It's the lack of a majority. I won't add the Carville "stupid" because A) I don't like it, and B) we are so used to identity politics as ethnically and/or racially based that it is far from evident. But the more I think about it, the more I'm convinced that the real demographic story was not the primacy of the Latino vote or the Asian vote or even the women's or gay vote. The key is that all these groups (including women who, while not a numerical minority, have been treated as one and so identify and behave as a minority), along with Jews and African-Americans and others, voted and identified as a minority. They didn't necessarily vote for their particular ethnic or racial self-interest; they voted for the party that best responded to minority interests in general.
If I'm right, then one of the two most important pieces of demographic news was the announcement, almost precisely a month before the election, that the U.S. was no longer a Protestant-majority nation. This has less to do with the political proclivities of Protestants, who can be as liberal or reactionary as anyone, and much more to do with the other key demographic factor: More and more cities (following the lead of Los Angeles, which hit this milestone nearly a decade ago) exist without any majority at all.
As groups, minorities and majorities behave differently. The most striking example of this occurred during the Holocaust, when Catholics protected Jews in Protestant Germany and Huguenots did the same in Catholic France. What mattered was not their beliefs, religious or political, but the fact of minority status. Sadly, the reverse can be seen in Israel, where Jews became a majority for the first time in modern times and promptly became as repressive as any Christian majority who repressed us. (Although one cannot and should not minimize the effect of constant, unending, war, it is worth noting that when Isreal was governed by people whose life experience was as a persecuted minority, the electorate was reliably socialist. Now that the electorate is mainly people who grew up as a majority in their own country, it votes right.)
Majorities tend toward repression. Minorities instinctively understand that policies that protect other minorities protect them. The coalition that reelected Obama contained many groups that have often been at odds with each other. There's plenty of tension between African-Americans and Latinos. But when faced with a national election in which neither group (or any other group) can predominate, these differences were set aside. (The only exceptions were those minorities with recent history and memory of Communism -- Cubans and Russians -- and ultra-Orthodox Jews, who essentially live as separatists.)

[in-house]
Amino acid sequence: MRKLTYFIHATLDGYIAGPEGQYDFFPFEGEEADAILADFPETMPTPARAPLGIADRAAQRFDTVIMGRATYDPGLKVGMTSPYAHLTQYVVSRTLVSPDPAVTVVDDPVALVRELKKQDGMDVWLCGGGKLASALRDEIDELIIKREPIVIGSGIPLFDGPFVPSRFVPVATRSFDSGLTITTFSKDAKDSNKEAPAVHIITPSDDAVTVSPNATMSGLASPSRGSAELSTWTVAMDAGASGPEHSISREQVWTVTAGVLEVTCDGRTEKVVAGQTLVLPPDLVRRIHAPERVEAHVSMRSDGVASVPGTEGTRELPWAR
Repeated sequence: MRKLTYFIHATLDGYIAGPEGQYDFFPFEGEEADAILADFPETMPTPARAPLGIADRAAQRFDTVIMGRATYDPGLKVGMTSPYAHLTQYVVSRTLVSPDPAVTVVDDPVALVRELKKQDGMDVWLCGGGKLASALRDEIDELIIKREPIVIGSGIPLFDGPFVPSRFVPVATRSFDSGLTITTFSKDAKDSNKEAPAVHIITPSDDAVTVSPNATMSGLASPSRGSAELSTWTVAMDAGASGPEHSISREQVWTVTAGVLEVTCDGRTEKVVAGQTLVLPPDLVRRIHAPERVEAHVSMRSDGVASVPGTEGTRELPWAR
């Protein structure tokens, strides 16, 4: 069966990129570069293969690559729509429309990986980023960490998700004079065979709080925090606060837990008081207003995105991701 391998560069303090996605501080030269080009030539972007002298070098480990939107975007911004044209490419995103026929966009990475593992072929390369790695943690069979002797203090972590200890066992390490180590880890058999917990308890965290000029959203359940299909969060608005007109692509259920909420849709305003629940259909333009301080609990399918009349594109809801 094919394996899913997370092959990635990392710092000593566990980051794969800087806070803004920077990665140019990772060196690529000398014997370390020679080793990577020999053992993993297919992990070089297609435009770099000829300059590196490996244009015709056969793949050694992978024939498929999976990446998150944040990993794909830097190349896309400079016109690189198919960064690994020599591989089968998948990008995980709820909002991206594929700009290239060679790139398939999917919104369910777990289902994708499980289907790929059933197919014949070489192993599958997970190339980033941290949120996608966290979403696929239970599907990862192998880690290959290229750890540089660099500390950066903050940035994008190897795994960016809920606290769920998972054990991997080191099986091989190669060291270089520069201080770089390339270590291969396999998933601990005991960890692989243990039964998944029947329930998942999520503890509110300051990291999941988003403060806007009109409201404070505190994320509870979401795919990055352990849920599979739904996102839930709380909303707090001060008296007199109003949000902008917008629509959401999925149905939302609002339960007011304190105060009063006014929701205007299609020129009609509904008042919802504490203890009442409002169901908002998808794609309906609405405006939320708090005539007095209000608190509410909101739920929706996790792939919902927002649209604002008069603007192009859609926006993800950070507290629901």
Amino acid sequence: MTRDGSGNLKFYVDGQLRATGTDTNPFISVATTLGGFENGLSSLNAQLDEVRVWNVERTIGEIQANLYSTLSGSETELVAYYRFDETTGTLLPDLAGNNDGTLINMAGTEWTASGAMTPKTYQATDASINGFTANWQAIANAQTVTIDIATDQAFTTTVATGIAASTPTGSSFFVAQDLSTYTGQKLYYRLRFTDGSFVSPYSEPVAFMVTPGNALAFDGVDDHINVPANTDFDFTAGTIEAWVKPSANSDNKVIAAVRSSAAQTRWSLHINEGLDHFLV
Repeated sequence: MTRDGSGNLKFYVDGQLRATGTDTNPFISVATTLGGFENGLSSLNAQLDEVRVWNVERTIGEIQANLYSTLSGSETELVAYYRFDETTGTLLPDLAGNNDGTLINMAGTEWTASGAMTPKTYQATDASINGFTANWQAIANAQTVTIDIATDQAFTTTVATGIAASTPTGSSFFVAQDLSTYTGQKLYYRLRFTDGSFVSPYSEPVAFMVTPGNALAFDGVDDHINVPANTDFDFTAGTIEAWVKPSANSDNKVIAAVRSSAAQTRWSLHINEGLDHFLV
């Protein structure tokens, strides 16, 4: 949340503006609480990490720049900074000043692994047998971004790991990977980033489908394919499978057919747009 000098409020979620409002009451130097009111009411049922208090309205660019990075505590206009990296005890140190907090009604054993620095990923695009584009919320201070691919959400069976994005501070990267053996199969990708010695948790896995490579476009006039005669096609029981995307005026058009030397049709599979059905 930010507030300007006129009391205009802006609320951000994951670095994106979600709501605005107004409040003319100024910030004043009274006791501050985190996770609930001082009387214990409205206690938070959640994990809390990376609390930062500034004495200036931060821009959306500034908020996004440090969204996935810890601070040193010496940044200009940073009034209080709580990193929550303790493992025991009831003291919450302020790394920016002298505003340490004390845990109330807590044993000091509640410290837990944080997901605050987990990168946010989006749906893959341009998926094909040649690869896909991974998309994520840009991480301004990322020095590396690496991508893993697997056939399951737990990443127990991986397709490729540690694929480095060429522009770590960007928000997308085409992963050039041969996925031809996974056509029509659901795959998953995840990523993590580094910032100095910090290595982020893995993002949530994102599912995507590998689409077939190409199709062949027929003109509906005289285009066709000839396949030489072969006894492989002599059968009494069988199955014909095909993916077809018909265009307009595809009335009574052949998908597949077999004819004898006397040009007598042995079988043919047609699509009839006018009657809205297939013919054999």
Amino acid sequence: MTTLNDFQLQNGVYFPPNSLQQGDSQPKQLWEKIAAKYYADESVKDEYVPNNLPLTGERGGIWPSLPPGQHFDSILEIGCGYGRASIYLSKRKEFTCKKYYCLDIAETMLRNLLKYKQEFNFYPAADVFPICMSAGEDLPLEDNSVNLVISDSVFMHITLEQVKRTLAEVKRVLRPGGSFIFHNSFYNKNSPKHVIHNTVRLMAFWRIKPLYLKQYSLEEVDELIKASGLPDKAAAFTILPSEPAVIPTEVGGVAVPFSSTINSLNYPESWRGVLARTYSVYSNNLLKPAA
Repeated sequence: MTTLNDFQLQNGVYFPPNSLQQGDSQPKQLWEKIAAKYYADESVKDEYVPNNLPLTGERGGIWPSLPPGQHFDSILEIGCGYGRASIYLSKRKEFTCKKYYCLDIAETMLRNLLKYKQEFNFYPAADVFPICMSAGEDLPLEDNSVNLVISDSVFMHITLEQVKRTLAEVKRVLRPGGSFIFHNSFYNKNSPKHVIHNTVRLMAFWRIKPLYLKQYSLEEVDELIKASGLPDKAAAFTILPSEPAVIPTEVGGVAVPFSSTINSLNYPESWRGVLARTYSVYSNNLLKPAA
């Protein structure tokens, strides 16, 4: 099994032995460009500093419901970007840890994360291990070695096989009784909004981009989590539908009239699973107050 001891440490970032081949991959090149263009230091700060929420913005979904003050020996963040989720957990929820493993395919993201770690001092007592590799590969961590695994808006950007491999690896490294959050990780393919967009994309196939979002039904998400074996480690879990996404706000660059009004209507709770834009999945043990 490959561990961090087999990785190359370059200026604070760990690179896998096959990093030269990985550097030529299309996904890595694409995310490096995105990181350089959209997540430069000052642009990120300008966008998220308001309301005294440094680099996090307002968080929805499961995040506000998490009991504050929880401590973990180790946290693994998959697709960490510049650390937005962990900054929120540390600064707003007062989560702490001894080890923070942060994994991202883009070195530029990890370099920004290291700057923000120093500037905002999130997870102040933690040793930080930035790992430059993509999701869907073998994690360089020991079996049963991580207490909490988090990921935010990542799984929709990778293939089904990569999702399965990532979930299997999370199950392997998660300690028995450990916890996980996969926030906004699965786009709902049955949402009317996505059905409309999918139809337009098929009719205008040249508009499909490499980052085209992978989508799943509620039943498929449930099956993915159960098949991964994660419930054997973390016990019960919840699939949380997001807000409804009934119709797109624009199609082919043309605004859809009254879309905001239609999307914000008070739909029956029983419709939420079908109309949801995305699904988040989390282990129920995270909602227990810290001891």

Look at the red states on the electoral map and you're looking at states in which there are still majorities. It's not surprising that the state where I vote, North Carolina, has swung back and forth; it's on the tipping point. Its gerrymandered districts have been carefully crafted to create as many Protestant, rural, white-dominated hustings as humanly possible. Within a decade the current number of these districts will be demographically impossible.
From the time of Nixon's Southern strategy, the Republican Party has presented itself as the majority's haven. Threatened majorities can be very dangerous things, and the Republicans have relied on their fear. For as long as the country had a strong majority, this was extraordinarily effective. And on a local level, when a district can still have a clear majority, it is effective still (hence the House Republican victory). But given the inexorable shift, it won't be enough for national Republicans to suddenly shift on immigration reform. They would have to stop their entire program of repression -- of immigrants, women, gays, etc. -- to gain minority votes.
In the meantime, minorities are doing what minorities must do: realizing that the only way to protect ourselves is to protect others in the same position. And that's not stupid at all.